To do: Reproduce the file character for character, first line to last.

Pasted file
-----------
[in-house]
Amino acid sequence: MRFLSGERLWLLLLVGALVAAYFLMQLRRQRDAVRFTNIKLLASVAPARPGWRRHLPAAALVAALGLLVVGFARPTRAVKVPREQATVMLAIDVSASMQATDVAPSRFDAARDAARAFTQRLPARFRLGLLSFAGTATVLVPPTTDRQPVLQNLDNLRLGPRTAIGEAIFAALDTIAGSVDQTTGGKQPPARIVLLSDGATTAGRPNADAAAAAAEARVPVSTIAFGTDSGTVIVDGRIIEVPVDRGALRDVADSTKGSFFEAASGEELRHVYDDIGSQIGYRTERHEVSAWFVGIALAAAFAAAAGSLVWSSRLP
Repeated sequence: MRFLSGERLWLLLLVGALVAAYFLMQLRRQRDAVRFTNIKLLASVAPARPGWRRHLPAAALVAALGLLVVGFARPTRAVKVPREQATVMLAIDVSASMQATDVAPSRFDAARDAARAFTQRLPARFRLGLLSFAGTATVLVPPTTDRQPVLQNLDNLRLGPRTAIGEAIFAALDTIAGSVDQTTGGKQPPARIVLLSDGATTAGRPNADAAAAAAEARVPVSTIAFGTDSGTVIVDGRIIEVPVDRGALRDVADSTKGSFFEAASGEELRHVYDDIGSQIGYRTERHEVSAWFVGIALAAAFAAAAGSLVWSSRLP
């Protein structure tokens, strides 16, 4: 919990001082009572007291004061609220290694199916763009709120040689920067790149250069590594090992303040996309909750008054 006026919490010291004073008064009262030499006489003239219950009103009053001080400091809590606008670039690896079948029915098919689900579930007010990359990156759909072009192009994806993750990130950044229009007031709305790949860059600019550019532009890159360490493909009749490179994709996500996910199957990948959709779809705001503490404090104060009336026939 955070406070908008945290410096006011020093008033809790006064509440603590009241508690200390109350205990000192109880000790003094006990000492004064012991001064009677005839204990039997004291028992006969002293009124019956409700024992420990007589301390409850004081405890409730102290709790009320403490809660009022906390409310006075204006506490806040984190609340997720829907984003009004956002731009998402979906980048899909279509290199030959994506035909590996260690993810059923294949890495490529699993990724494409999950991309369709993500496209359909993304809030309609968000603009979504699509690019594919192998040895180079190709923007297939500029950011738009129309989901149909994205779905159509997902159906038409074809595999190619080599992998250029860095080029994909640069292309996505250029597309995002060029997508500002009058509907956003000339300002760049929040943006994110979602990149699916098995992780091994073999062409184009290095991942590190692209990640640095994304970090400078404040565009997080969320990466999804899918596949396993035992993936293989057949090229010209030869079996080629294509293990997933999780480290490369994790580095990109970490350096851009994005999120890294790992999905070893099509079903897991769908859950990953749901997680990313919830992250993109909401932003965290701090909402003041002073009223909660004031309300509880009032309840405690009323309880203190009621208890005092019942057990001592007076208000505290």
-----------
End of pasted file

[in-house]
Amino acid sequence: MRFLSGERLWLLLLVGALVAAYFLMQLRRQRDAVRFTNIKLLASVAPARPGWRRHLPAAALVAALGLLVVGFARPTRAVKVPREQATVMLAIDVSASMQATDVAPSRFDAARDAARAFTQRLPARFRLGLLSFAGTATVLVPPTTDRQPVLQNLDNLRLGPRTAIGEAIFAALDTIAGSVDQTTGGKQPPARIVLLSDGATTAGRPNADAAAAAAEARVPVSTIAFGTDSGTVIVDGRIIEVPVDRGALRDVADSTKGSFFEAASGEELRHVYDDIGSQIGYRTERHEVSAWFVGIALAAAFAAAAGSLVWSSRLP
Repeated sequence: MRFLSGERLWLLLLVGALVAAYFLMQLRRQRDAVRFTNIKLLASVAPARPGWRRHLPAAALVAALGLLVVGFARPTRAVKVPREQATVMLAIDVSASMQATDVAPSRFDAARDAARAFTQRLPARFRLGLLSFAGTATVLVPPTTDRQPVLQNLDNLRLGPRTAIGEAIFAALDTIAGSVDQTTGGKQPPARIVLLSDGATTAGRPNADAAAAAAEARVPVSTIAFGTDSGTVIVDGRIIEVPVDRGALRDVADSTKGSFFEAASGEELRHVYDDIGSQIGYRTERHEVSAWFVGIALAAAFAAAAGSLVWSSRLP
């Protein structure tokens, strides 16, 4: 919990001082009572007291004061609220290694199916763009709120040689920067790149250069590594090992303040996309909750008054 006026919490010291004073008064009262030499006489003239219950009103009053001080400091809590606008670039690896079948029915098919689900579930007010990359990156759909072009192009994806993750990130950044229009007031709305790949860059600019550019532009890159360490493909009749490179994709996500996910199957990948959709779809705001503490404090104060009336026939 955070406070908008945290410096006011020093008033809790006064509440603590009241508690200390109350205990000192109880000790003094006990000492004064012991001064009677005839204990039997004291028992006969002293009124019956409700024992420990007589301390409850004081405890409730102290709790009320403490809660009022906390409310006075204006506490806040984190609340997720829907984003009004956002731009998402979906980048899909279509290199030959994506035909590996260690993810059923294949890495490529699993990724494409999950991309369709993500496209359909993304809030309609968000603009979504699509690019594919192998040895180079190709923007297939500029950011738009129309989901149909994205779905159509997902159906038409074809595999190619080599992998250029860095080029994909640069292309996505250029597309995002060029997508500002009058509907956003000339300002760049929040943006994110979602990149699916098995992780091994073999062409184009290095991942590190692209990640640095994304970090400078404040565009997080969320990466999804899918596949396993035992993936293989057949090229010209030869079996080629294509293990997933999780480290490369994790580095990109970490350096851009994005999120890294790992999905070893099509079903897991769908859950990953749901997680990313919830992250993109909401932003965290701090909402003041002073009223909660004031309300509880009032309840405690009323309880203190009621208890005092019942057990001592007076208000505290």